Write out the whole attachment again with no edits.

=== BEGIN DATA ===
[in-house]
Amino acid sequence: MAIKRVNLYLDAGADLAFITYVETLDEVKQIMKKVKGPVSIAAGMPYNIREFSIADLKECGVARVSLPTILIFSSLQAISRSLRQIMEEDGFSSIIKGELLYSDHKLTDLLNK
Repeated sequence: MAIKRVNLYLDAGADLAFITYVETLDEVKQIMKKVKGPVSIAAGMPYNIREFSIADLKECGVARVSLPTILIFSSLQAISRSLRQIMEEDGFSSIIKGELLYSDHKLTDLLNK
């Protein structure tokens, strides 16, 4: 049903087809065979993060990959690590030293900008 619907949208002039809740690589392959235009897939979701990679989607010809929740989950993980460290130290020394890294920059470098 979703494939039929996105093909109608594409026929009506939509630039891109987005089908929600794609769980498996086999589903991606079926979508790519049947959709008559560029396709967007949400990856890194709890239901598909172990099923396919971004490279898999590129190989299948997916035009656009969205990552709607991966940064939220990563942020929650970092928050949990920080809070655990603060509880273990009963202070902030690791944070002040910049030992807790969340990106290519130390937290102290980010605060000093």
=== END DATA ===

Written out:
[in-house]
Amino acid sequence: MAIKRVNLYLDAGADLAFITYVETLDEVKQIMKKVKGPVSIAAGMPYNIREFSIADLKECGVARVSLPTILIFSSLQAISRSLRQIMEEDGFSSIIKGELLYSDHKLTDLLNK
Repeated sequence: MAIKRVNLYLDAGADLAFITYVETLDEVKQIMKKVKGPVSIAAGMPYNIREFSIADLKECGVARVSLPTILIFSSLQAISRSLRQIMEEDGFSSIIKGELLYSDHKLTDLLNK
């Protein structure tokens, strides 16, 4: 049903087809065979993060990959690590030293900008 619907949208002039809740690589392959235009897939979701990679989607010809929740989950993980460290130290020394890294920059470098 979703494939039929996105093909109608594409026929009506939509630039891109987005089908929600794609769980498996086999589903991606079926979508790519049947959709008559560029396709967007949400990856890194709890239901598909172990099923396919971004490279898999590129190989299948997916035009656009969205990552709607991966940064939220990563942020929650970092928050949990920080809070655990603060509880273990009963202070902030690791944070002040910049030992807790969340990106290519130390937290102290980010605060000093």